Freeport shares dented by output drop, higher 2020 spending

Grasberg mine, Indonesia. Credit: Freeport McMoran

Freeport-McMoRan Inc (FCX.N) reported a fall in fourth-quarter copper output and said it expected higher spending in 2020 as it transitions its giant Grasberg copper mine in Indonesia to underground mining, sending its shares down 9%.

The US miner has spent billions of dollars in the switch from a depleting open pit mine and to develop a coexisting underground mine that would help achieve low cost, long life production and generate significant future cash flows.

Copper production at Grasberg fell 14% in the fourth quarter, while total production of the metal dropped 1.7% to 827 million pounds.

The company said it expects capital expenditure for 2020 to be about $2.8 billion, higher than last year, including $1.8 billion for major projects. It has also earmarked another $500 million for the development of a new smelter in Indonesia.

Copper production at Grasberg fell 14% in the fourth quarter, while total production of the metal dropped 1.7% to 827 million pounds

“We think the market has taken a very short term view of 2020 and focused on the capex related to the smelter, the first quarter guidance and the cash costs”, said Deutsche Bank analyst Chris Terry.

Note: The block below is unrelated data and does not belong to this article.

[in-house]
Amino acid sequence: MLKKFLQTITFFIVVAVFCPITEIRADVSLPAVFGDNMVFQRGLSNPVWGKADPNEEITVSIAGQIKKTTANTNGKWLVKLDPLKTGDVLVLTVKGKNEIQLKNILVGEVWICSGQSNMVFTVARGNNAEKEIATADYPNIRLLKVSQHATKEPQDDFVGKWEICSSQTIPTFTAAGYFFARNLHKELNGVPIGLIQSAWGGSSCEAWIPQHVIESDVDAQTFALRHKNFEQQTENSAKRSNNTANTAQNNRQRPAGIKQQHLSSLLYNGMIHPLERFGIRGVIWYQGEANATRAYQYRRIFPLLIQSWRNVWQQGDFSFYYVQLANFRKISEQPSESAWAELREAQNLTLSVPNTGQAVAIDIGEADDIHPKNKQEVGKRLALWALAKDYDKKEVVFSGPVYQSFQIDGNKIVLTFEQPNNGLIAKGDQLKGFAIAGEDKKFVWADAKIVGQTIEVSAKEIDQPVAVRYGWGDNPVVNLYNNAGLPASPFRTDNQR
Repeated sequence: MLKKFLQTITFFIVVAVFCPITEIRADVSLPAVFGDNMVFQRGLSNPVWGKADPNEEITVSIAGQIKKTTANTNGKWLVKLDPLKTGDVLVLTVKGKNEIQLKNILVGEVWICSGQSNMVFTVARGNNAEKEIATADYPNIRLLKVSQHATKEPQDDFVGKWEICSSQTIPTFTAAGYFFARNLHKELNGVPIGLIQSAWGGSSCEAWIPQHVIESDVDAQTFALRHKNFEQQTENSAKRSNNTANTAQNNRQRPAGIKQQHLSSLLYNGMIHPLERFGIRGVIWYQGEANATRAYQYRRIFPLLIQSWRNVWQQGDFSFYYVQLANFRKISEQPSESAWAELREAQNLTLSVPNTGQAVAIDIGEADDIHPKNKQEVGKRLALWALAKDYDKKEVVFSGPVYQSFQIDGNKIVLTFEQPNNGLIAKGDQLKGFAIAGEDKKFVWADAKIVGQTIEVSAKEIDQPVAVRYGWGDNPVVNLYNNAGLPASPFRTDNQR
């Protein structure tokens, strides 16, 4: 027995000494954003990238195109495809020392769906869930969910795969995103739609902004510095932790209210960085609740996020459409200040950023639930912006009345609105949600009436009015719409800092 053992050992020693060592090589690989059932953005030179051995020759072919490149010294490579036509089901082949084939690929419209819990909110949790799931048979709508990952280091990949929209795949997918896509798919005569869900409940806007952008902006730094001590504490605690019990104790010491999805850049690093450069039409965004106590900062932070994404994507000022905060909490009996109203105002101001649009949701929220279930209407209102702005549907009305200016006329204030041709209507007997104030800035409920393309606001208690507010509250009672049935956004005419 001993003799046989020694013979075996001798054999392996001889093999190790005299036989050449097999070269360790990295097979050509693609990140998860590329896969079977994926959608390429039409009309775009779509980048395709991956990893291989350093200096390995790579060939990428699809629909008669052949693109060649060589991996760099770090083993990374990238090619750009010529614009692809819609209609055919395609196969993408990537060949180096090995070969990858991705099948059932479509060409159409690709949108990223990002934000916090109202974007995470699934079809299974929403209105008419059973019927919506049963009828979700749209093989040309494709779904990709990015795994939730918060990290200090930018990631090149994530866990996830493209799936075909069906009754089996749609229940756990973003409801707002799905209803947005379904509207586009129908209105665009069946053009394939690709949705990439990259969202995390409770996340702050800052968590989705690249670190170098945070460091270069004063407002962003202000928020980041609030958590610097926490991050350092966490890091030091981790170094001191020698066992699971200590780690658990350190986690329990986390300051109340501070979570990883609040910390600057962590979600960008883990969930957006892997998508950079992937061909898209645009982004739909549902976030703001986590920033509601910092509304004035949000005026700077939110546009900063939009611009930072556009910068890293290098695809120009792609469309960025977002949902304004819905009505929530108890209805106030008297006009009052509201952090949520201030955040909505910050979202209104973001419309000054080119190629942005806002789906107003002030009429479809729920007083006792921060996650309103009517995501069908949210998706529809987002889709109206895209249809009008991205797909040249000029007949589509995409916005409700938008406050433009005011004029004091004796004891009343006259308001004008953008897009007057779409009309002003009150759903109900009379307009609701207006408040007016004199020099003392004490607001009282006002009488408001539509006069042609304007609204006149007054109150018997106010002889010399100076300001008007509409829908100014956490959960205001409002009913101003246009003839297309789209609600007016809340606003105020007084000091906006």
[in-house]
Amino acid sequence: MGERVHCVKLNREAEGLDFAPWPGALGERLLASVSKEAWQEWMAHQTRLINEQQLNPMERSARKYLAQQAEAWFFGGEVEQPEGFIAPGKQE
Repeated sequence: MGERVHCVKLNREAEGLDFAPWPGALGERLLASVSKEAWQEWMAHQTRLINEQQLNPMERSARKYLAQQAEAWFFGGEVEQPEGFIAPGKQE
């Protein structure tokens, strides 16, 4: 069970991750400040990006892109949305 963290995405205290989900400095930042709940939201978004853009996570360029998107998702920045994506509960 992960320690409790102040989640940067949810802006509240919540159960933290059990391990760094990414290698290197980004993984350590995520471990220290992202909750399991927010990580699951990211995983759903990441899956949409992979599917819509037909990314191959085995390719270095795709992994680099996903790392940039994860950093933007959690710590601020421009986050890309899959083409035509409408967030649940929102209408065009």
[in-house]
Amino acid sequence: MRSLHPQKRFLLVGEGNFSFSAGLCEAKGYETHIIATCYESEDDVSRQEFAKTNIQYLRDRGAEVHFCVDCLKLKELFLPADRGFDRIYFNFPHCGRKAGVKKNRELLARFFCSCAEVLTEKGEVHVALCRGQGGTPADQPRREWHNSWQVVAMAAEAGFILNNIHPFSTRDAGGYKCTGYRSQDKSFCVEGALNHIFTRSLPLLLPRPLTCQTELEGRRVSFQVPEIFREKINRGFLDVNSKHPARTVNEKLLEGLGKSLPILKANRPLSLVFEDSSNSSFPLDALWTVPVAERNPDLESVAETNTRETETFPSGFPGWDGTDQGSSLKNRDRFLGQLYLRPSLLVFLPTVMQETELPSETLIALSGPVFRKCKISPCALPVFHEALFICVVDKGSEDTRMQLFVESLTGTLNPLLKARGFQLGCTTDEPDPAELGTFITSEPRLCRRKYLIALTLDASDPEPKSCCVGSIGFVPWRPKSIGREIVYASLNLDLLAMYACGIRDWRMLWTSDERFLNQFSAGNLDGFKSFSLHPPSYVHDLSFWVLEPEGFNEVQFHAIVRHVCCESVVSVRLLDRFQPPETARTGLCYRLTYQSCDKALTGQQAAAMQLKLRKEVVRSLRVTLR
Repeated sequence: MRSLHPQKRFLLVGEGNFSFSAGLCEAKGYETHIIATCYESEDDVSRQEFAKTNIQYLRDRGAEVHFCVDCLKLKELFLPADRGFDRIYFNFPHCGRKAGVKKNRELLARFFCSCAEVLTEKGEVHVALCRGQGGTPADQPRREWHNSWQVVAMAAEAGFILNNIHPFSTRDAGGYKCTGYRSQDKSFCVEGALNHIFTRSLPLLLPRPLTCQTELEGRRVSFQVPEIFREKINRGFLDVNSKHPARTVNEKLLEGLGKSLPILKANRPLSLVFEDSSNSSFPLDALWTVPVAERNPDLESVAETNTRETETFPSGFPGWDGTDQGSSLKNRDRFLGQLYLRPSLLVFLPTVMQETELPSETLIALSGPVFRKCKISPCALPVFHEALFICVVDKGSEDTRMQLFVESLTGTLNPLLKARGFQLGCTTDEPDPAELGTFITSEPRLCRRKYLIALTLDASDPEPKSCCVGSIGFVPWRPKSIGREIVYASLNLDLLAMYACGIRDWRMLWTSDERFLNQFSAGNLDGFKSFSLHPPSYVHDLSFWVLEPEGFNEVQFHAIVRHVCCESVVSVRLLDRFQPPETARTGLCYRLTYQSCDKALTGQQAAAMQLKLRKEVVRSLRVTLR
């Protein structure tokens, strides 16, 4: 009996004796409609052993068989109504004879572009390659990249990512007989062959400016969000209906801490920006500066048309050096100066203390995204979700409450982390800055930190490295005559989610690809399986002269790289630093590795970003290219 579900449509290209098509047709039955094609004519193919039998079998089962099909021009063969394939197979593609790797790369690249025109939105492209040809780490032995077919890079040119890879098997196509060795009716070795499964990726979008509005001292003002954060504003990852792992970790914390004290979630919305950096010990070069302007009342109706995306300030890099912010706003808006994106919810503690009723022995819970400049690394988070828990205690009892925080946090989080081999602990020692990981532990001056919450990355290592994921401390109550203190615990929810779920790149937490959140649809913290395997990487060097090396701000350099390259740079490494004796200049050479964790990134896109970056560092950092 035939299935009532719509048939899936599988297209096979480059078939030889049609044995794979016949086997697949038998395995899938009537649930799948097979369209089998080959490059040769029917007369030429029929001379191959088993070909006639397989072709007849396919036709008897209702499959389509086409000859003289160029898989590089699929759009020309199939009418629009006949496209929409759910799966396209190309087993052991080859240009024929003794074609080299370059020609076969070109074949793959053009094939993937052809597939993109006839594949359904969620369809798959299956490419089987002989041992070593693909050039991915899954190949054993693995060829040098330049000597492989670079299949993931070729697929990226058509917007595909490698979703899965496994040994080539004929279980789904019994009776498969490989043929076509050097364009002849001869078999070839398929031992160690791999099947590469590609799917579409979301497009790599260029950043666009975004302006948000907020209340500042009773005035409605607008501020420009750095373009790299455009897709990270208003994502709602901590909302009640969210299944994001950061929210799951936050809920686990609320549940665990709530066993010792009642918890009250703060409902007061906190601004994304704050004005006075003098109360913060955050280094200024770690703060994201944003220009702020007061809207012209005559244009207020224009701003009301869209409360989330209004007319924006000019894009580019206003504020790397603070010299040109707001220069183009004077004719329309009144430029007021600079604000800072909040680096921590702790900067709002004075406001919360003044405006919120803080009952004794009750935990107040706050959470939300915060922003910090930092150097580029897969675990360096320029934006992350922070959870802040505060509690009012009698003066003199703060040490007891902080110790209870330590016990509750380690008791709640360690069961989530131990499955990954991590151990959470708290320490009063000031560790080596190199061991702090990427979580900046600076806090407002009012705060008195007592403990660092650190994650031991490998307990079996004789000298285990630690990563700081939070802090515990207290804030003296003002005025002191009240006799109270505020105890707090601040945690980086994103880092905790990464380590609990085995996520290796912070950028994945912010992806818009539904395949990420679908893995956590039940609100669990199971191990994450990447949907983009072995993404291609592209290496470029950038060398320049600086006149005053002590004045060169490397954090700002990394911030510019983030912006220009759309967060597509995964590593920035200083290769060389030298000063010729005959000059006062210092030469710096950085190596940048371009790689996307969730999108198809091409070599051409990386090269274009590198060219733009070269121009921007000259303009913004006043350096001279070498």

Unit net cash costs are expected to average $1.75 per pound of copper for 2020, the company said, compared with $1.74 last year.

Freeport forecast sales of 725 million pounds of copper and 105,000 ounces of gold in the first quarter.

Chief Executive Officer Richard Adkerson said copper will benefit even during modest global growth, but added current prices are still well below the incentive needed to attract new supply.

The average price Freeport received for its copper fell marginally to $2.74 per pound in the fourth quarter.

Copper prices have rebounded as a Phase 1 trade deal between the United States and China eased pressures on the red metal. Prices for copper, often seen as a gauge of economic health, posted the biggest monthly gain in two years in December.

Net income attributable to shareholders fell to $9 million from $485 million in the three months ended Dec. 31, as the company booked a tax provision of $329 million, compared with a benefit of $552 million in the year-ago period.

Excluding one-time items, Freeport earned 2 cents per share, while analysts had expected break-even, according to IBES data from Refinitiv.

(Reporting by Arundhati Sarkar in Bengaluru; editing by Sriraj Kalluvila)

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